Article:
South Lamar Street was in warp-speed party mode on a Saturday night. Big Bill Morganfield held forth with the blues in Poor David’s Pub, Dixie Rex Band rocked Gilley’s, and a bachelorette party in full Jersey Shore regalia was admiring the Dallas skyline from NYLO Hotel’s rooftop pool bar.
In mid-afternoon that same Saturday: crickets. My feet and my husband’s made the only sounds on South Lamar’s sidewalks.
When development started creeping up on the area formerly known as the Cedars about 10 years ago, some folks had visions of Austin’s South Congress Avenue dancing in their heads. The seed are sown. There’s music here. There’s a good restaurant. Century-old Sears warehouses have been turned into apartments. Last August, South Lamar even got a hotel. But retail shops and more restaurants have resolutely refused to get with the program and spring up on vacant lots. So, no South Congress anytime soon.
That doesn’t mean it’s not a good base of operations for a tourist visiting Dallas. It has a stop on the Dallas Area Rapid Transit line that can zip you downtown for more food and cultural offerings.
And the NYLO is a delightful boutique hotel with a restaurant and the aforementioned rooftop infinity pool and bar, staffed by gregarious and efficient barkeeps. NYLO (1325 S. Lamar St., bit.ly/WFYpki) is among four hotels from the Carrollton-based affordable-chic brand. If Aloft is the younger brother of W, then NYLO feels like Zaza’s little sister, decorated with heavy drapes, bold paintings, chandeliers and quilted furniture. A brightly painted piano stands in the cement-floored lobby, and the 76 rooms in the 1910 building — originally a coffee company, then part of the Sears complex — feature exposed brick, wood and concrete, comfortable beds and closets behind curtains. The place is hip and efficient, not fancy, and rates starting around $130 are highly attractive. But bring earplugs if you’re sleeping here on a weekend; South Lamar stays up late.
Poor David’s Pub, a locally loved roots-music club that moved here in 2004 from busy Greenville Avenue, is right next door, along with Bill’s Music, which prides itself on its aisles and aisles of vinyl. A block down is the Gilley’s four-venue complex, complete with mechanical bull.
On the other side of NYLO tower sit the South Side on Lamar apartment lofts in the reinvented Sears warehouse. Opening Bell Coffee — it brews a great cup and offers moist muffins, too — is in this building, and the basement features galleries and artist and clothing design spaces. We walked down the hall and admired what we could see through the studio windows, but we wondered why, on a Saturday afternoon, not a one was open. Isn’t Saturday a big day for spending money?
To be fair, though, people might not come out in the afternoon for just the artists. This is where retail comes in. Bill’s Music was open, but until nightfall, I didn’t see anyone in there. More stores are needed.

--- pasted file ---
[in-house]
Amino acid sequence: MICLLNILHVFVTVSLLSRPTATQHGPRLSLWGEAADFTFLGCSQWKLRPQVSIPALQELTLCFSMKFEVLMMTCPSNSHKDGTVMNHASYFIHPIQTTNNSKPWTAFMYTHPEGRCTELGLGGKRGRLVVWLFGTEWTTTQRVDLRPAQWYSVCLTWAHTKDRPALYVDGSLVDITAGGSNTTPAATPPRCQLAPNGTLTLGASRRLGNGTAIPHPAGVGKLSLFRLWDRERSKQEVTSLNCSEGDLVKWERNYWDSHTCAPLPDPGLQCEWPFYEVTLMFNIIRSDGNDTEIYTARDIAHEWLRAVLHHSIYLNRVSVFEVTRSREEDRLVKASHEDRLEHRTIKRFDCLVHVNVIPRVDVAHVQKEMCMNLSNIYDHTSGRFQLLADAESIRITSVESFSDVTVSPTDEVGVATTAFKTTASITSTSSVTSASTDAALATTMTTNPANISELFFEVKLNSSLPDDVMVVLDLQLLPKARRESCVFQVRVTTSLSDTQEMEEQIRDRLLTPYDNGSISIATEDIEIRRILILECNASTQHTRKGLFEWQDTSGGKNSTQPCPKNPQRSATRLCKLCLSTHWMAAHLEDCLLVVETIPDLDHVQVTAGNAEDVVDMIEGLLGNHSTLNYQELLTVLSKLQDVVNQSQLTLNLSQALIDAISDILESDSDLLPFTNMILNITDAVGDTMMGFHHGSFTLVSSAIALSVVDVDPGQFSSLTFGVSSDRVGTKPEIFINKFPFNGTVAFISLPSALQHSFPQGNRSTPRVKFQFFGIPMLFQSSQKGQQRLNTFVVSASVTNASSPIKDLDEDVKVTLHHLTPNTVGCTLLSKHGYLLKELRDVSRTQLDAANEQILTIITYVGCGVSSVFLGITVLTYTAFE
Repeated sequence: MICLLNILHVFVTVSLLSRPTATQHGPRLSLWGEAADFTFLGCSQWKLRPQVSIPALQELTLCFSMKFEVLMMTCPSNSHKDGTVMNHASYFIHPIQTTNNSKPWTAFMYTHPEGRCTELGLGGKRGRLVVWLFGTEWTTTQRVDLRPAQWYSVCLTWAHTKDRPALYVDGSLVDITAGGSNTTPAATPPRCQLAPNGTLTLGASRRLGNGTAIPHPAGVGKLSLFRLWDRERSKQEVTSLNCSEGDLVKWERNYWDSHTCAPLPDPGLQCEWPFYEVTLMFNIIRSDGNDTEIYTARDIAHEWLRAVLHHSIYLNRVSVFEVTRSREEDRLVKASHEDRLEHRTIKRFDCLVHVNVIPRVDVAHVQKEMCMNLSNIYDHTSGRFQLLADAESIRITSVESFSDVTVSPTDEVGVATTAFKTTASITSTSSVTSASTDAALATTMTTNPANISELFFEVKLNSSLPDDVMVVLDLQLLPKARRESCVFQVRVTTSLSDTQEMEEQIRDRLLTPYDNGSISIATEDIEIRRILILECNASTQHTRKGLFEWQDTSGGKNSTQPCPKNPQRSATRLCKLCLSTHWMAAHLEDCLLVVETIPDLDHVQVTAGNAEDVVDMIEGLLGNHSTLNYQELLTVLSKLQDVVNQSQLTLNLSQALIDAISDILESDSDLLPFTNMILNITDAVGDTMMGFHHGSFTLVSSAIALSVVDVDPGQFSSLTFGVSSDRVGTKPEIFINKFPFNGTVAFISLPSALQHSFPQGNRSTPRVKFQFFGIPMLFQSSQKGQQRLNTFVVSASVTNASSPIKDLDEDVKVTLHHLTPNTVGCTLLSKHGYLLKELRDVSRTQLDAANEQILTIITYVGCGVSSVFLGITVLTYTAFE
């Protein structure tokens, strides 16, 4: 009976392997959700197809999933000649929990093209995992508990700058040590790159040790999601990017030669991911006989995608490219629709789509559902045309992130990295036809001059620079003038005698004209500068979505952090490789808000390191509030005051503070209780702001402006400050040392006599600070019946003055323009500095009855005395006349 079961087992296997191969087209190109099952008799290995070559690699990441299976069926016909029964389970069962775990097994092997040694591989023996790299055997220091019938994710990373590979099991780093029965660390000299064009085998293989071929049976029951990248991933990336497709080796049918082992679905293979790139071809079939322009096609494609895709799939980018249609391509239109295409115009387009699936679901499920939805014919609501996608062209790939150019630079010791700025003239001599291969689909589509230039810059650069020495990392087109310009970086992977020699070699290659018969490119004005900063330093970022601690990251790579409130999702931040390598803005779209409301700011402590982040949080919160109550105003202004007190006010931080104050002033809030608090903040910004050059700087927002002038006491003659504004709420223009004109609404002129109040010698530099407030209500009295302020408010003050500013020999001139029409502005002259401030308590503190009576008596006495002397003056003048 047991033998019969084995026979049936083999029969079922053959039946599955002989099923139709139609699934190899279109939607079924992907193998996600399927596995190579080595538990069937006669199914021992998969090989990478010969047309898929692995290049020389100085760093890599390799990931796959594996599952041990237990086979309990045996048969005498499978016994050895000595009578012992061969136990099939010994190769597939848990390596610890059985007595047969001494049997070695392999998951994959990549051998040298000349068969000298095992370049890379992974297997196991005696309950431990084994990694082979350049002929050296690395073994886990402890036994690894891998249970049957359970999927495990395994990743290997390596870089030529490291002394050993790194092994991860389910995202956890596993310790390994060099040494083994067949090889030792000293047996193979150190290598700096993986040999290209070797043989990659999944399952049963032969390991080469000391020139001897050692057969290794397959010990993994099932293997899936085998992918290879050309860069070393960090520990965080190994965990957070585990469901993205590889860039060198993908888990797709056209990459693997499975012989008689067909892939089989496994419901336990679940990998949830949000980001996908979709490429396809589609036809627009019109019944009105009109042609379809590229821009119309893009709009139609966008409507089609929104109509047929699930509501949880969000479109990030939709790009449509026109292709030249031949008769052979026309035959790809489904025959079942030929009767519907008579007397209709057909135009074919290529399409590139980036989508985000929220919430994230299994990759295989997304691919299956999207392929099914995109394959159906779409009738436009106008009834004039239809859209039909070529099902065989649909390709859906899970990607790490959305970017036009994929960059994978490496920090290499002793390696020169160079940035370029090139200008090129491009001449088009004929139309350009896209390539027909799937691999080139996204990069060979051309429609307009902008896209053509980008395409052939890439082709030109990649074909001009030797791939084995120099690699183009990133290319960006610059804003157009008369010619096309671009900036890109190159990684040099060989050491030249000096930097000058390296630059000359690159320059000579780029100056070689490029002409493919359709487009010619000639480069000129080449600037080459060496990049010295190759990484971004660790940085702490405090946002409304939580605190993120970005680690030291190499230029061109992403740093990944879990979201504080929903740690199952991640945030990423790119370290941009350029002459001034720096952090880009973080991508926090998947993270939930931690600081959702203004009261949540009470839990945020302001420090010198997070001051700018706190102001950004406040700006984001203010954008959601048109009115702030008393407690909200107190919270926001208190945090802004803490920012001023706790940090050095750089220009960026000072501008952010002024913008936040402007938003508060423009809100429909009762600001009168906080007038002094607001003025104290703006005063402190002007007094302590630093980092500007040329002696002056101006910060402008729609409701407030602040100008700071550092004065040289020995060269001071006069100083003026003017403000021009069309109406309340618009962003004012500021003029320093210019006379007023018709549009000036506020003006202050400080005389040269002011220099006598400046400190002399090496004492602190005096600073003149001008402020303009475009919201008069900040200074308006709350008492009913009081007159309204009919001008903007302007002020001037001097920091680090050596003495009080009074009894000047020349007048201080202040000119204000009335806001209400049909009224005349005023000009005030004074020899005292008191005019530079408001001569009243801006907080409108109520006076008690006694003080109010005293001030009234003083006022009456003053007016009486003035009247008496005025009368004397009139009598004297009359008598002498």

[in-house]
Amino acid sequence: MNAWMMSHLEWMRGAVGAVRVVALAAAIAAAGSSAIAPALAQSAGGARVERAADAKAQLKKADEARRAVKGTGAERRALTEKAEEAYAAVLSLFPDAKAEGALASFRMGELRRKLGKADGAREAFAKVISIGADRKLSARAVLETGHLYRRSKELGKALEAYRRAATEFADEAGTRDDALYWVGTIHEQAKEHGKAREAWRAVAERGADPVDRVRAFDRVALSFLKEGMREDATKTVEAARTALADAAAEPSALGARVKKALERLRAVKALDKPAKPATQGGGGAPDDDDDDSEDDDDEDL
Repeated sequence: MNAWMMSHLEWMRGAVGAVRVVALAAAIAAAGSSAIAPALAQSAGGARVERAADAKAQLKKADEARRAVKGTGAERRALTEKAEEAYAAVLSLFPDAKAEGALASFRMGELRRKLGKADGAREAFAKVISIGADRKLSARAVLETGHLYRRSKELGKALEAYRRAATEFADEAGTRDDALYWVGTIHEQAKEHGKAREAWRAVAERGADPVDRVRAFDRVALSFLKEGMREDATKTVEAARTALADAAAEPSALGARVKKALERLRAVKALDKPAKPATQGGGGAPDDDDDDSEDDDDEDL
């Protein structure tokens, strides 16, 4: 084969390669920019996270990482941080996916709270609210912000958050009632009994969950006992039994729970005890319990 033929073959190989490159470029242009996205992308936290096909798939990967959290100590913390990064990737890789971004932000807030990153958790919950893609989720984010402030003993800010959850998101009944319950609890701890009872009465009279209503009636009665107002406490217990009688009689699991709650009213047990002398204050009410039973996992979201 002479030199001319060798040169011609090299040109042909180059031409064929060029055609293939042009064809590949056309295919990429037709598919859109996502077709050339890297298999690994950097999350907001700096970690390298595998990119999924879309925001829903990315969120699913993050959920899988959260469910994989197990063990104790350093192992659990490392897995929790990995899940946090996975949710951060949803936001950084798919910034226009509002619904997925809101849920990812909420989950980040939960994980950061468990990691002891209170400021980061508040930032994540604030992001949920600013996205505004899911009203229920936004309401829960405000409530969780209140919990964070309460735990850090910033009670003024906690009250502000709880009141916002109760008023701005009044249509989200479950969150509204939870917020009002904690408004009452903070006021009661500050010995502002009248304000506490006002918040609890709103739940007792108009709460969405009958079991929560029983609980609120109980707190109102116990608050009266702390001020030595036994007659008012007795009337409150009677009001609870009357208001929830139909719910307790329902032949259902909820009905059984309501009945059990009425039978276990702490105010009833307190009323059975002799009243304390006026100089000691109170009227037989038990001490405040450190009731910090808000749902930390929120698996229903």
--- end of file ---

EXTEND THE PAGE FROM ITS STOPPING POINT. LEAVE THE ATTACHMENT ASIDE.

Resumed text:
Across the street from South Side on Lamar is — guess what? — the cop shop. The looming presence of the five-story Jack Evans Police Headquarters has to make the loft residents and clubgoers feel safe here, though I didn’t see a single officer during my 24 hours on South Lamar. The police station also houses a small historical display featuring a vintage police car, but it, too, is closed on weekends.
Next to the police station and directly across from NYLO is arguably the big kahuna of the neighborhood, a popular restaurant called Cedars Social — or maybe a bar with food called Cedars Social; that’s how the owner has characterized it to several food critics. And I get that, now that I’ve eaten there.
It’s cool, and it knows it, well enough to have no sign whatsoever on the building and to email people with reservations, “We politely insist that you respect a two hour turn time for your dining experience.”
We needn’t have worried about that. We ordered five small plates, each hefty enough to share — three hot and two cold. Within five minutes, all of our food had arrived, so crowding the table that when our cocktails arrived 10 minutes after that, our waiter had trouble finding a home for them. We did our best to conquer our hot plates before they cooled but didn’t quite get there. Our fast eating, though, had us paid and out the door within 45 minutes. We would have been out sooner if the glass of cava I ordered to accompany my food hadn’t been poured a few minutes after our plates were cleared away.
That said, we really liked the food, especially a cold cod dish with caviar, a beautiful pork belly and three sturdy short rib tacos. And the cocktails — we’d already heard they were the stars of the show — were sublime. Mine, dubbed Summer in London, was silky with Plymouth gin, lemon juice, orange juice, cane syrup and cucumber. My husband went rogue and, instead of any of the fancy craft cocktails on the long drink menu, ordered an old fashioned. It was anything but old-fashioned, served neat with the essence of fruit but none of the typical muddled fruit. He loved it.
This wasn’t dining, though. It was a studiously random approach to eating and drinking. Thus, I’m looking forward to more restaurants on South Lamar, along with an influx of retail. Surely it’ll happen someday.